Nanoformulations (NF) are widely explored as potential alternatives for traditional ophthalmic formulation approaches.
The effective treatment of ocular diseases using conventional eye drops is often hampered by factors such as:
physiological barriers, rapid elimination, protein binding, and enzymatic drug degradation. Combined, these factors are
known to contribute to reduced ocular residence time and poor bioavailability. Recent research studies demonstrated that
NF can significantly enhance the therapeutic efficacy and bioavailability of ocular drugs, compared to the established ophthalmic
drug delivery strategies. The research studies resulted in a number of patent inventions, reporting a significant increase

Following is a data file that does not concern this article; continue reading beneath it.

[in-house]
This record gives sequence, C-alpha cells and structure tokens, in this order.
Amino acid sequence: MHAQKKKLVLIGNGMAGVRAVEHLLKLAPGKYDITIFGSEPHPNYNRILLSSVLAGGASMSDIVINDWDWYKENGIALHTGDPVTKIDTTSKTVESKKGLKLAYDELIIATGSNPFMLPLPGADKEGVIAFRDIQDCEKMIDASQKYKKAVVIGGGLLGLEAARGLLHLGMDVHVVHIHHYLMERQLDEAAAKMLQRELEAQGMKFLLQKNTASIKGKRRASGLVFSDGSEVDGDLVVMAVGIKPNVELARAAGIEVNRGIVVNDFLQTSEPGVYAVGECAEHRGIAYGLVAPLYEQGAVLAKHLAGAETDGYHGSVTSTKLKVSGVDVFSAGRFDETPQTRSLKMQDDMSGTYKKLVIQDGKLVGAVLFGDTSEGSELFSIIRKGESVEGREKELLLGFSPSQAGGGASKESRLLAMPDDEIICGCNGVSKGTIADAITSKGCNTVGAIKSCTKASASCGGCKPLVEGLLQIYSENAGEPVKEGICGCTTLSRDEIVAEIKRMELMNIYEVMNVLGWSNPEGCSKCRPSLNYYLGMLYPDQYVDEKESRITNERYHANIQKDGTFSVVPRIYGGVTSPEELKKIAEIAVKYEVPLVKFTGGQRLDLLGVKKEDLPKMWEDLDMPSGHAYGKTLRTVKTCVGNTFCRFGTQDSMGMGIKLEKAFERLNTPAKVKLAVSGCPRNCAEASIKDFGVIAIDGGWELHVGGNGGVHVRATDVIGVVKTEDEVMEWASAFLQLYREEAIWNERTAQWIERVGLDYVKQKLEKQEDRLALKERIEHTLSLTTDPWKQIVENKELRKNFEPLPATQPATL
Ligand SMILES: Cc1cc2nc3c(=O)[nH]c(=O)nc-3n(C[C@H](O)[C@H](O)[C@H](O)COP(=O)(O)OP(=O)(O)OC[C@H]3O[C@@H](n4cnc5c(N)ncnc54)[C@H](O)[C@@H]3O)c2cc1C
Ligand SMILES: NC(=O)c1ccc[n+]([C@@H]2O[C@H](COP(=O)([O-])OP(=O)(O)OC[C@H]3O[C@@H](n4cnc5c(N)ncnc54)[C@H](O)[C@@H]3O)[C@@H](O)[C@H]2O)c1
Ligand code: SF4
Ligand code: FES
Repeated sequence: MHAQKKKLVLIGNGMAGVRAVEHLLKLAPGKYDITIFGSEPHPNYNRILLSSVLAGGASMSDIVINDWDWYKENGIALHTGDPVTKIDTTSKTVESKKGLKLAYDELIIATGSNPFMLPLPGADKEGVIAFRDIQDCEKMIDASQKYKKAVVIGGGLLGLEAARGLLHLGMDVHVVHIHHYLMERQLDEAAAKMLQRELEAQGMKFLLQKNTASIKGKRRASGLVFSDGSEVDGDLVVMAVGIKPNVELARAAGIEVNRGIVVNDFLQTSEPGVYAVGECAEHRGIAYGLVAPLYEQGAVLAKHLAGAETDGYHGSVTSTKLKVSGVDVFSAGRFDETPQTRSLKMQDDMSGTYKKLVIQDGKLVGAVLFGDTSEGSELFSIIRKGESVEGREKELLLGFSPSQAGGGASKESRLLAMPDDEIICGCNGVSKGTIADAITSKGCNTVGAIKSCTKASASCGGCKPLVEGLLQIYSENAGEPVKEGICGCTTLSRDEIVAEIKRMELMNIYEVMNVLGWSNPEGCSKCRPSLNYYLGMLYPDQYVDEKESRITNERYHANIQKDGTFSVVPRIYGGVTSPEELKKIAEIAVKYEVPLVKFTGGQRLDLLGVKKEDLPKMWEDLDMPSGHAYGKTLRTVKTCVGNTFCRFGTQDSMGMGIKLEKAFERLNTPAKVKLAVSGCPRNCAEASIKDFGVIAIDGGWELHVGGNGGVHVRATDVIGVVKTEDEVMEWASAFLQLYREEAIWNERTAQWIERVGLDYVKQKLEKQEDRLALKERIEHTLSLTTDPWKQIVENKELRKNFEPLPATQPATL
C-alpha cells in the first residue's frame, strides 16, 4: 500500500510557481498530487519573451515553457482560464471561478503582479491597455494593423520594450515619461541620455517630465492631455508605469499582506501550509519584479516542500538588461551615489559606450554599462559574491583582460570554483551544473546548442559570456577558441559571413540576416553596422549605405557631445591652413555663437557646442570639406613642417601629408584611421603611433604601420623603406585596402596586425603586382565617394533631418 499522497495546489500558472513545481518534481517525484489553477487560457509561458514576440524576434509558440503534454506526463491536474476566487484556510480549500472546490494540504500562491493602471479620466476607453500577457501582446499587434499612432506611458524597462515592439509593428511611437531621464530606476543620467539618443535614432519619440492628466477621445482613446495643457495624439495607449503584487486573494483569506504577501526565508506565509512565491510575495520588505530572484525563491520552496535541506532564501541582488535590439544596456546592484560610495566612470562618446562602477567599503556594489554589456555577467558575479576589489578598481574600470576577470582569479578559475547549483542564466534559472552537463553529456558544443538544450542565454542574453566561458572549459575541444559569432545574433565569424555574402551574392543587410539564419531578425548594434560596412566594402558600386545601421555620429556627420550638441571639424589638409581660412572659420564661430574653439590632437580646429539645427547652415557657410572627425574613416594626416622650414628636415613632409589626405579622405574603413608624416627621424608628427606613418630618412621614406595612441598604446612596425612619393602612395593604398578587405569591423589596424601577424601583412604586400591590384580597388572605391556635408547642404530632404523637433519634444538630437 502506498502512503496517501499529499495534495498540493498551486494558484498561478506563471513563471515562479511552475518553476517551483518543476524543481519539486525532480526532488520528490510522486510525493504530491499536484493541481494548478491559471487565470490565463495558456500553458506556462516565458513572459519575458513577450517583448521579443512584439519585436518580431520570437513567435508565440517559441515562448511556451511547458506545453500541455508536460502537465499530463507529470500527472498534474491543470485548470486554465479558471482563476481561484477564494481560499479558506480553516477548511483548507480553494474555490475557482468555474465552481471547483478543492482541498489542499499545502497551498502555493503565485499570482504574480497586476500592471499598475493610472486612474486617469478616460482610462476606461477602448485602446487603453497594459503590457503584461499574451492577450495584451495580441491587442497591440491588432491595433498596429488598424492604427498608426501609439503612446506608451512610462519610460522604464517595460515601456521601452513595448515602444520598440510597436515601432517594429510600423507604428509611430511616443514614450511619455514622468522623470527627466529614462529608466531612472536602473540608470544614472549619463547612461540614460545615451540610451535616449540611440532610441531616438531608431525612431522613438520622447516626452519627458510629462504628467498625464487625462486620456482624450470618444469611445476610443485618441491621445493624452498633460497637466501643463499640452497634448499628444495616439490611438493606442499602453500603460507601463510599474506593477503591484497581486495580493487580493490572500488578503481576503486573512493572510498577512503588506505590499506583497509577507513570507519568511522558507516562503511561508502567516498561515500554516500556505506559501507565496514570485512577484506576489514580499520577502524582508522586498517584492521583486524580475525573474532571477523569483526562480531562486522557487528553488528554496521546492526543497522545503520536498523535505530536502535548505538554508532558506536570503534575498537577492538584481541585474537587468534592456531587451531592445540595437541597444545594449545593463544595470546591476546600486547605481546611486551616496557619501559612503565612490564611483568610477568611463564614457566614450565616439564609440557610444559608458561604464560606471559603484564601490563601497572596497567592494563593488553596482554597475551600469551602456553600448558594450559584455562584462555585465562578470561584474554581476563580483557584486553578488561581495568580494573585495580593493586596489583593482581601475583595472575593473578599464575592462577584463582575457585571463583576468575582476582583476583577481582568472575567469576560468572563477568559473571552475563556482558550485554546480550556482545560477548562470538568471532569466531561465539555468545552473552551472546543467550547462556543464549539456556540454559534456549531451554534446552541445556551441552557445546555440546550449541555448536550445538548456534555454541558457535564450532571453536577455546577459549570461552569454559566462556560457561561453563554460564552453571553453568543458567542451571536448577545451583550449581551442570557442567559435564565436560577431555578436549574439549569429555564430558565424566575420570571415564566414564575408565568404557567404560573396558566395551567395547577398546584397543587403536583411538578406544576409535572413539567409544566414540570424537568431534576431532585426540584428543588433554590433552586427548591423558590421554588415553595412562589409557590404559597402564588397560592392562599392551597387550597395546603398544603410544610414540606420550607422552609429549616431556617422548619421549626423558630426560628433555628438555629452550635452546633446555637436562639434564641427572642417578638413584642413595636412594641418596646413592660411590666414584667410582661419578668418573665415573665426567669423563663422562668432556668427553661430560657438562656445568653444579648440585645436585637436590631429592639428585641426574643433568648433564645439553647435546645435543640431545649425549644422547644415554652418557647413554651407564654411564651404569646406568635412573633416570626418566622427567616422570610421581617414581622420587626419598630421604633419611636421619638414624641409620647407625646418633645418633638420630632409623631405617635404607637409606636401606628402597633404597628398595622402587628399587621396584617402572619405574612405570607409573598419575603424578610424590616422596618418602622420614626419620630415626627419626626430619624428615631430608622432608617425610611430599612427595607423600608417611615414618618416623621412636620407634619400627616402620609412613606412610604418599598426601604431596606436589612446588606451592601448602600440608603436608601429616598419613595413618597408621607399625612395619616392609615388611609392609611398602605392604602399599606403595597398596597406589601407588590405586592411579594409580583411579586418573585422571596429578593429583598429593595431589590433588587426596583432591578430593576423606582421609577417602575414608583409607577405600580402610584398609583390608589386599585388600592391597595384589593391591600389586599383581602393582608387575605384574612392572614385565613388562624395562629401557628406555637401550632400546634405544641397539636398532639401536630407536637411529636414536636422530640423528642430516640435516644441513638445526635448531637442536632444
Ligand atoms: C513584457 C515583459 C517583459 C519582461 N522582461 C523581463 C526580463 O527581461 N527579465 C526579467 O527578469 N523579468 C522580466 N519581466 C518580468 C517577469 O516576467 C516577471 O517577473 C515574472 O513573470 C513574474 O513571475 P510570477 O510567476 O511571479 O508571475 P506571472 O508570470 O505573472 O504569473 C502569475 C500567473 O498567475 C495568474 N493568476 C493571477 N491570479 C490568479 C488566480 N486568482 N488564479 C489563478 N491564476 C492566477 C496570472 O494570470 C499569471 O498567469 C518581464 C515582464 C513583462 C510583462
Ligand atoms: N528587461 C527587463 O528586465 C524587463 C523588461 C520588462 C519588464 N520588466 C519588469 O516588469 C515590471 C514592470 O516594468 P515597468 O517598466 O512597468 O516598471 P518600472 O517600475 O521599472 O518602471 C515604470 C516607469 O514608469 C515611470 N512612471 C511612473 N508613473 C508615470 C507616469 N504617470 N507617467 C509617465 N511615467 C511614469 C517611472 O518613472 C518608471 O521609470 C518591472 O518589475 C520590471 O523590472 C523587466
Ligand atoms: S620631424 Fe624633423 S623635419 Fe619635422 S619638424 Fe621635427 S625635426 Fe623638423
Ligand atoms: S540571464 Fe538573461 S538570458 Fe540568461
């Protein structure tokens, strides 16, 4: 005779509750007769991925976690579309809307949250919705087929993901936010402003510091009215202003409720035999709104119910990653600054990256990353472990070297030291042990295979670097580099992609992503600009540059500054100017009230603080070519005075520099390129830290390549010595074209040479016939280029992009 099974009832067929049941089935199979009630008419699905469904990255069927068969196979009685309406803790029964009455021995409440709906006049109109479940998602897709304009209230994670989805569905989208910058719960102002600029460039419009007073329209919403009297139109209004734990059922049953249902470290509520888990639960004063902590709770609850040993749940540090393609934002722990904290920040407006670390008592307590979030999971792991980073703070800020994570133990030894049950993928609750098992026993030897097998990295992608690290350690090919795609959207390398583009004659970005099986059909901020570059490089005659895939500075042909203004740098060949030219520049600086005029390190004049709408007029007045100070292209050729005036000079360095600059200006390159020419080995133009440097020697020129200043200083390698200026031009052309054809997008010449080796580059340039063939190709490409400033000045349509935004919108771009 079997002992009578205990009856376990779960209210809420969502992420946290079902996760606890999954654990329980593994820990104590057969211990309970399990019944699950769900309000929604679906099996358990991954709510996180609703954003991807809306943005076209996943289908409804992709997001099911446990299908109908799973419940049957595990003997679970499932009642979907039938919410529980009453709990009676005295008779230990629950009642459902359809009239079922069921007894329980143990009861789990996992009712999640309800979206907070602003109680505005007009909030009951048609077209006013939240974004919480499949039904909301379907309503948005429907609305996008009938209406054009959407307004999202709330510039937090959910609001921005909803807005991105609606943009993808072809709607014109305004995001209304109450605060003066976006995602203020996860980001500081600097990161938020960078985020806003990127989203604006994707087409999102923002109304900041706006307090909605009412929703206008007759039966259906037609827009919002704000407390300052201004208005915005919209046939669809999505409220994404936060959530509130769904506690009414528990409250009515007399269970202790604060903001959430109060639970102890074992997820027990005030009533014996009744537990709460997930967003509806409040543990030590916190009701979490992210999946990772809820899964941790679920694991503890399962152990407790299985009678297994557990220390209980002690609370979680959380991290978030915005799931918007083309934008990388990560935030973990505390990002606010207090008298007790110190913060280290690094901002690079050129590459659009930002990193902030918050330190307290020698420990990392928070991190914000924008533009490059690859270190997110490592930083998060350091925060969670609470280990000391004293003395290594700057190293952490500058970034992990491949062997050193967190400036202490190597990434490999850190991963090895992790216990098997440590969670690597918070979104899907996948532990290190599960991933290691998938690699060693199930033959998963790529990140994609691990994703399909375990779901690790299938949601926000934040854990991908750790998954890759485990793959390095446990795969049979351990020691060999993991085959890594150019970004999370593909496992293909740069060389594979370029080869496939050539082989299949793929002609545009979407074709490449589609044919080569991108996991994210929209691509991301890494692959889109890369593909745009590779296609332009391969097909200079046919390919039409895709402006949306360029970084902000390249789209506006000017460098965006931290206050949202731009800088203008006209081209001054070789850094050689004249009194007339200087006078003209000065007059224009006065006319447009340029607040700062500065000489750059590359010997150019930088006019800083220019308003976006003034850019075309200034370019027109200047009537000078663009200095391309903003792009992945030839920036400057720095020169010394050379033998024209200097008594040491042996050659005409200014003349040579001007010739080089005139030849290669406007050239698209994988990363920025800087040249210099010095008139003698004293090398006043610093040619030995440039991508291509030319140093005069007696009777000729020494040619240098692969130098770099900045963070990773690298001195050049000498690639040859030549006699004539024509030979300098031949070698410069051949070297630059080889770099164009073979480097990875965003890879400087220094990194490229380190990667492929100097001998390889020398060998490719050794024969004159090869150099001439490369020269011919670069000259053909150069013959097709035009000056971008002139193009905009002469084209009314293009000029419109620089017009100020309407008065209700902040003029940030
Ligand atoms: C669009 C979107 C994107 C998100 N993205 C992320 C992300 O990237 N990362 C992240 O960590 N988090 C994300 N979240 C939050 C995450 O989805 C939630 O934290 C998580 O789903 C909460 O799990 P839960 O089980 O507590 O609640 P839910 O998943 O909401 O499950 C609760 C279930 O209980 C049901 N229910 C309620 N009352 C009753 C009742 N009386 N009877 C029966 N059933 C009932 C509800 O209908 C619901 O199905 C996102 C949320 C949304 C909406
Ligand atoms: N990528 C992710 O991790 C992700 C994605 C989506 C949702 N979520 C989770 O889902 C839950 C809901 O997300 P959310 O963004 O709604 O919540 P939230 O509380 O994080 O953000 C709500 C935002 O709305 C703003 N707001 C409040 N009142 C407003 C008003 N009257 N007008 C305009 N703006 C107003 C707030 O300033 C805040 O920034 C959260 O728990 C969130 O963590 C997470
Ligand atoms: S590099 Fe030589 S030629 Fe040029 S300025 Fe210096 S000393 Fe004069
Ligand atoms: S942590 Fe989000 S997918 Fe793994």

in therapeutic efficacy for various chronic ocular disease states of both the anterior and posterior ocular segments.
This article reviews these patent disclosures in detail and emphasizes the therapeutic advantages conferred by the following
nanoformulation approaches: Calcium Phosphate (CaP) nanoparticles, Liposomes, Nanoemulsions, Nanomicelles, and
Hydrogels. The nanoformulation approaches were shown to enhance the ocular bioavailability by reducing the drugprotein
binding, increasing the corneal resident time, enhancing the drug permeability and providing a sustained drug release.
Further, the article discusses United States Food and Drug Administration (USFDA) approved ocular drugs employing
nanotechnology and future developments.
It should be noted that, despite the potential therapeutic promise demonstrated by nanotechnology for ocular drug delivery,
the bench to bed transition from patent inventions to marketed drug products has been insignificant. Majority of the
discussed technologies are still in development and testing phase for commercial viability. Further, studies are in progress
to assess ocular tolerance and nanotoxicity for prolonged use of NF.